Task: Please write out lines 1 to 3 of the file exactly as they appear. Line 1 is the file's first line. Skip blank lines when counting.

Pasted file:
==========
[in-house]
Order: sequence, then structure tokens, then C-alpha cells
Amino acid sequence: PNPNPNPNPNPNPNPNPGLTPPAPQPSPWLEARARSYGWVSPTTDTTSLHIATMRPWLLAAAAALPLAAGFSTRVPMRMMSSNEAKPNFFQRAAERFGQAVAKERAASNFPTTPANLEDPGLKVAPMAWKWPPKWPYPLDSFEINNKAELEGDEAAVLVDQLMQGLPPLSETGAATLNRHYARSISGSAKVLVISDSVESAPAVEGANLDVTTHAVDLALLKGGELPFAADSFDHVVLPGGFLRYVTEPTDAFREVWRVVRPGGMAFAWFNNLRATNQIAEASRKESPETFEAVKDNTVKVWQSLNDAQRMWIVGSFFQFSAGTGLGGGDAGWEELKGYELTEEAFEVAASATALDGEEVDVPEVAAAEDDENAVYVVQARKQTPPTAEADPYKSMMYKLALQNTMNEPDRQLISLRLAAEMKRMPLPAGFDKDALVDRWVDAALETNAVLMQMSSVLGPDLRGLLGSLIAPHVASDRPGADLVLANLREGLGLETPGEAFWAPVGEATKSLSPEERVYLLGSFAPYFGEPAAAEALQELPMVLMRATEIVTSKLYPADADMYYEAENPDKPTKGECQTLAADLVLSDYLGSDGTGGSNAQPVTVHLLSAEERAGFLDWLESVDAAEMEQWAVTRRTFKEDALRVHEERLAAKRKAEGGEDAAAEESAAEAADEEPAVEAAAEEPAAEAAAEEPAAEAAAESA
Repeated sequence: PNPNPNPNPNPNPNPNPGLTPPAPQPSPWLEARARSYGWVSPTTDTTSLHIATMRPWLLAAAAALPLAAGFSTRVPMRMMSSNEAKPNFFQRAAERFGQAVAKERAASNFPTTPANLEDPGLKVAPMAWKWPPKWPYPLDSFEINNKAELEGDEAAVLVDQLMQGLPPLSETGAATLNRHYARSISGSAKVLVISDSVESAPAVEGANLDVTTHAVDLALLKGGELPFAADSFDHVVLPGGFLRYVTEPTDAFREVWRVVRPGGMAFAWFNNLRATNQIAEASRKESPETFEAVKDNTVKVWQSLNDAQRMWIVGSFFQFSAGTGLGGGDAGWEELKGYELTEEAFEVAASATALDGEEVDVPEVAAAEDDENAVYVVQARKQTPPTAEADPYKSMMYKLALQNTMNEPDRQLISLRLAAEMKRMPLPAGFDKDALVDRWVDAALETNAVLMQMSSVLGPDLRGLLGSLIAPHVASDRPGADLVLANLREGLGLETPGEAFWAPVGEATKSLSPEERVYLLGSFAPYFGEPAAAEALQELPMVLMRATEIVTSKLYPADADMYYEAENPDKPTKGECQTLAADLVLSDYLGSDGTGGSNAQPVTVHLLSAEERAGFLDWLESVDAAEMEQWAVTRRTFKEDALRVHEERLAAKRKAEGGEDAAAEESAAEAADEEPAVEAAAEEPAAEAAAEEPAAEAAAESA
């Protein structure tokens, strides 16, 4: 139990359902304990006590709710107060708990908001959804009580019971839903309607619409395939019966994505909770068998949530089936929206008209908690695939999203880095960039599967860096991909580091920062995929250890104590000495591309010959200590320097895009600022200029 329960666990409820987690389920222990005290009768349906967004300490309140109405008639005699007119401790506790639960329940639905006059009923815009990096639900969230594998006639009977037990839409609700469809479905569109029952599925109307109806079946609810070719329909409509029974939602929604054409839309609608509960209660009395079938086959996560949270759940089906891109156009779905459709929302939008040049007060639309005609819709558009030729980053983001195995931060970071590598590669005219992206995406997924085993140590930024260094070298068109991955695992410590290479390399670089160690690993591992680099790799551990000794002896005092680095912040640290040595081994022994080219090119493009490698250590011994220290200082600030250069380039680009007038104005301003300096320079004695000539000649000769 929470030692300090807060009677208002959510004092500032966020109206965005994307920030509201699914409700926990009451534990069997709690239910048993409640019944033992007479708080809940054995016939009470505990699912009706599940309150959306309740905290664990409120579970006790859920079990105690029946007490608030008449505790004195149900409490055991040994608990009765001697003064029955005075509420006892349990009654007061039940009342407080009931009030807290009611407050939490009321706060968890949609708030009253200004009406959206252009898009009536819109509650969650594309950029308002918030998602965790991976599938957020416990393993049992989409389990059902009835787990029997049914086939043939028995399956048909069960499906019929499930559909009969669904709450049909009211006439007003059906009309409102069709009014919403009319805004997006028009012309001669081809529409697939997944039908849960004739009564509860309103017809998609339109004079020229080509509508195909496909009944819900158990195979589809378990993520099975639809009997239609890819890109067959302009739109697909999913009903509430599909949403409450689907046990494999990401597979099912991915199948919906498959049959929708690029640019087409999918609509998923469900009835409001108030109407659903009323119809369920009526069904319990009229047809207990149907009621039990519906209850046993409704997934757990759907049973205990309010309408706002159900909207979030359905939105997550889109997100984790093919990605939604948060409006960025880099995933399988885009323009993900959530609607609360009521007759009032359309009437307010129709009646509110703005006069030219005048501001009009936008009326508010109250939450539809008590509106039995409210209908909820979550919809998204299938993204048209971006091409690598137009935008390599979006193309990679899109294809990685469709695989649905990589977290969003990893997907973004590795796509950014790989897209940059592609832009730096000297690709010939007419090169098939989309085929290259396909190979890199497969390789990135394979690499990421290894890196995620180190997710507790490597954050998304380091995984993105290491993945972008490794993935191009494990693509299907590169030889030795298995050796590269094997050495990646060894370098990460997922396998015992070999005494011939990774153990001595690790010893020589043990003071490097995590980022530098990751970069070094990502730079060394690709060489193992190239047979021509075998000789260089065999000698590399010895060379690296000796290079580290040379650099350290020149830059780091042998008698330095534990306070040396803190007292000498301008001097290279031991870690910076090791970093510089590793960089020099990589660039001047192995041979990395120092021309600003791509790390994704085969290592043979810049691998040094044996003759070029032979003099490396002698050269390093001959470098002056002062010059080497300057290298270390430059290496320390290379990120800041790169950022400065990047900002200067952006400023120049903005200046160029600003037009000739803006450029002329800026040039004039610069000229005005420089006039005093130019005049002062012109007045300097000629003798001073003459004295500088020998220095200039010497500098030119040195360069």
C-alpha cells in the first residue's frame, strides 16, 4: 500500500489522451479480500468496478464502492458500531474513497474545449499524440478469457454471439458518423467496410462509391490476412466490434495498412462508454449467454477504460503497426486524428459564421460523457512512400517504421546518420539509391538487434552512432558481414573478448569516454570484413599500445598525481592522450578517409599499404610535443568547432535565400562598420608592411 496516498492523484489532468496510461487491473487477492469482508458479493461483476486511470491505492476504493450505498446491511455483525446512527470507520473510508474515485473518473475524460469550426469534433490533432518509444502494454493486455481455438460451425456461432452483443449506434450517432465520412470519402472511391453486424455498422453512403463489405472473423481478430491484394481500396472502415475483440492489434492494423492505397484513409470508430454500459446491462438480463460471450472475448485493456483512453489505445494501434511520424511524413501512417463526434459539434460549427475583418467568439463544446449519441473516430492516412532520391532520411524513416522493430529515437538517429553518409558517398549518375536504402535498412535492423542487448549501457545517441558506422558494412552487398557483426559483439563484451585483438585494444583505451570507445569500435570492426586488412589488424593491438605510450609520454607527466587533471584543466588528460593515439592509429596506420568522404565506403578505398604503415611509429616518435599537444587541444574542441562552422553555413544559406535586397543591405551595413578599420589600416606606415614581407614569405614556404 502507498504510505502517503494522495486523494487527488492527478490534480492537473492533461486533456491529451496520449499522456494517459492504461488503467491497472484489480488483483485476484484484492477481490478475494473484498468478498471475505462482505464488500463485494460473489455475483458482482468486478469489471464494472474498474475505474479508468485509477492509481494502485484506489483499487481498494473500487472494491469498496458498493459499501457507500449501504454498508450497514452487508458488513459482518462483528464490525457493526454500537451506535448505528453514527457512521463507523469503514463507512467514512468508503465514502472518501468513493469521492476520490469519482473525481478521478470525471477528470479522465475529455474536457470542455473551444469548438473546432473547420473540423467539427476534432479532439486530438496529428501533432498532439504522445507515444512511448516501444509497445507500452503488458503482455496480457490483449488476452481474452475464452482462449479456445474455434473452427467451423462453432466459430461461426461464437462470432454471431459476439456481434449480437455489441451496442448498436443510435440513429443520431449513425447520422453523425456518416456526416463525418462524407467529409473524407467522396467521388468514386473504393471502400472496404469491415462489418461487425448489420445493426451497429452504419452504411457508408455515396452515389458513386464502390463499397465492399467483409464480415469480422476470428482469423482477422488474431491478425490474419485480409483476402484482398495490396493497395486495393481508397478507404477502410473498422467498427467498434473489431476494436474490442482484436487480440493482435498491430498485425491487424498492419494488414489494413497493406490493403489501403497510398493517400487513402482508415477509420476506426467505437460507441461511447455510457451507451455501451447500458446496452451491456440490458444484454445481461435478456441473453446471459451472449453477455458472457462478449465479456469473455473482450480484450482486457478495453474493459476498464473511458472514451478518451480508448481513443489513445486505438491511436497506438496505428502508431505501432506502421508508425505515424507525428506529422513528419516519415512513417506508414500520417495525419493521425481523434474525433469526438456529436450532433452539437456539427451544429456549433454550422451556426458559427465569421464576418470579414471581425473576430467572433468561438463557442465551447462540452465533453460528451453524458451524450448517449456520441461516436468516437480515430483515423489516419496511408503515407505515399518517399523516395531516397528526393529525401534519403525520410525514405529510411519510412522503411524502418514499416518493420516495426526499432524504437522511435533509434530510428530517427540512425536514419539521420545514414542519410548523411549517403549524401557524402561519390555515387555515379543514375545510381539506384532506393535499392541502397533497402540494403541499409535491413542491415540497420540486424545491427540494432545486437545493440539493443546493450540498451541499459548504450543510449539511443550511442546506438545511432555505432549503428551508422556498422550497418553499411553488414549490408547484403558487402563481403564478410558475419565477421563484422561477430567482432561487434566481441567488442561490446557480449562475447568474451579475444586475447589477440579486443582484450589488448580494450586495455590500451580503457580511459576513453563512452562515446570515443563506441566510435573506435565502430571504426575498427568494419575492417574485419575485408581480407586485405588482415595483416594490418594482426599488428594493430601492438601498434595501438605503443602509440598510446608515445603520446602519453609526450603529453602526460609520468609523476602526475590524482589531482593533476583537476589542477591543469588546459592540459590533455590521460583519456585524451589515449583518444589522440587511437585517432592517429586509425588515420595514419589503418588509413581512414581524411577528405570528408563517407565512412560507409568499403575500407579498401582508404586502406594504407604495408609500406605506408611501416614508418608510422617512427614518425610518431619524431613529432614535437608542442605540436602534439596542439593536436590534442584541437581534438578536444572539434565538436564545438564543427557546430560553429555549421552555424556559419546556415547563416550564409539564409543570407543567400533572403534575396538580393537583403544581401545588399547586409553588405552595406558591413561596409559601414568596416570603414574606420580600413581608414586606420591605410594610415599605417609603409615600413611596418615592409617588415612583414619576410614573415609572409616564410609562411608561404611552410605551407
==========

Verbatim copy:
[in-house]
Order: sequence, then structure tokens, then C-alpha cells
Amino acid sequence: PNPNPNPNPNPNPNPNPGLTPPAPQPSPWLEARARSYGWVSPTTDTTSLHIATMRPWLLAAAAALPLAAGFSTRVPMRMMSSNEAKPNFFQRAAERFGQAVAKERAASNFPTTPANLEDPGLKVAPMAWKWPPKWPYPLDSFEINNKAELEGDEAAVLVDQLMQGLPPLSETGAATLNRHYARSISGSAKVLVISDSVESAPAVEGANLDVTTHAVDLALLKGGELPFAADSFDHVVLPGGFLRYVTEPTDAFREVWRVVRPGGMAFAWFNNLRATNQIAEASRKESPETFEAVKDNTVKVWQSLNDAQRMWIVGSFFQFSAGTGLGGGDAGWEELKGYELTEEAFEVAASATALDGEEVDVPEVAAAEDDENAVYVVQARKQTPPTAEADPYKSMMYKLALQNTMNEPDRQLISLRLAAEMKRMPLPAGFDKDALVDRWVDAALETNAVLMQMSSVLGPDLRGLLGSLIAPHVASDRPGADLVLANLREGLGLETPGEAFWAPVGEATKSLSPEERVYLLGSFAPYFGEPAAAEALQELPMVLMRATEIVTSKLYPADADMYYEAENPDKPTKGECQTLAADLVLSDYLGSDGTGGSNAQPVTVHLLSAEERAGFLDWLESVDAAEMEQWAVTRRTFKEDALRVHEERLAAKRKAEGGEDAAAEESAAEAADEEPAVEAAAEEPAAEAAAEEPAAEAAAESA